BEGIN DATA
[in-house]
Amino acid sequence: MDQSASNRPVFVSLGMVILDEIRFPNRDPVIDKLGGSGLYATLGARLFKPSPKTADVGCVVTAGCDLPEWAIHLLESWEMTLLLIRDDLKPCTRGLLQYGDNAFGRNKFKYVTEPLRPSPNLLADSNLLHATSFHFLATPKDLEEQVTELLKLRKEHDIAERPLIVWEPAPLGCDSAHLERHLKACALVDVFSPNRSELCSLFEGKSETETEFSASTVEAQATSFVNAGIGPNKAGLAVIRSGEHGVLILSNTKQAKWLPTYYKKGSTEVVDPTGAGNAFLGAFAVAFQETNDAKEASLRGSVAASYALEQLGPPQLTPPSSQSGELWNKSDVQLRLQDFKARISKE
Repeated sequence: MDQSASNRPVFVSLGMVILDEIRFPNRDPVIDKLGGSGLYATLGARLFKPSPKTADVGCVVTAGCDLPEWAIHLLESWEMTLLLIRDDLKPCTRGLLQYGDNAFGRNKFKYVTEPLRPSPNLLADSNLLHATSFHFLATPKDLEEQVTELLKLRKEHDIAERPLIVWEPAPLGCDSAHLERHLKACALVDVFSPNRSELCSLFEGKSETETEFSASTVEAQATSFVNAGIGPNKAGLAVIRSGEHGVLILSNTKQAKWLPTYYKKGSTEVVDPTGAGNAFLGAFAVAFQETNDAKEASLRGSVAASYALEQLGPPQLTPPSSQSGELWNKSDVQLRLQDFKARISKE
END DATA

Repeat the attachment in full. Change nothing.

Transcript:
[in-house]
Amino acid sequence: MDQSASNRPVFVSLGMVILDEIRFPNRDPVIDKLGGSGLYATLGARLFKPSPKTADVGCVVTAGCDLPEWAIHLLESWEMTLLLIRDDLKPCTRGLLQYGDNAFGRNKFKYVTEPLRPSPNLLADSNLLHATSFHFLATPKDLEEQVTELLKLRKEHDIAERPLIVWEPAPLGCDSAHLERHLKACALVDVFSPNRSELCSLFEGKSETETEFSASTVEAQATSFVNAGIGPNKAGLAVIRSGEHGVLILSNTKQAKWLPTYYKKGSTEVVDPTGAGNAFLGAFAVAFQETNDAKEASLRGSVAASYALEQLGPPQLTPPSSQSGELWNKSDVQLRLQDFKARISKE
Repeated sequence: MDQSASNRPVFVSLGMVILDEIRFPNRDPVIDKLGGSGLYATLGARLFKPSPKTADVGCVVTAGCDLPEWAIHLLESWEMTLLLIRDDLKPCTRGLLQYGDNAFGRNKFKYVTEPLRPSPNLLADSNLLHATSFHFLATPKDLEEQVTELLKLRKEHDIAERPLIVWEPAPLGCDSAHLERHLKACALVDVFSPNRSELCSLFEGKSETETEFSASTVEAQATSFVNAGIGPNKAGLAVIRSGEHGVLILSNTKQAKWLPTYYKKGSTEVVDPTGAGNAFLGAFAVAFQETNDAKEASLRGSVAASYALEQLGPPQLTPPSSQSGELWNKSDVQLRLQDFKARISKE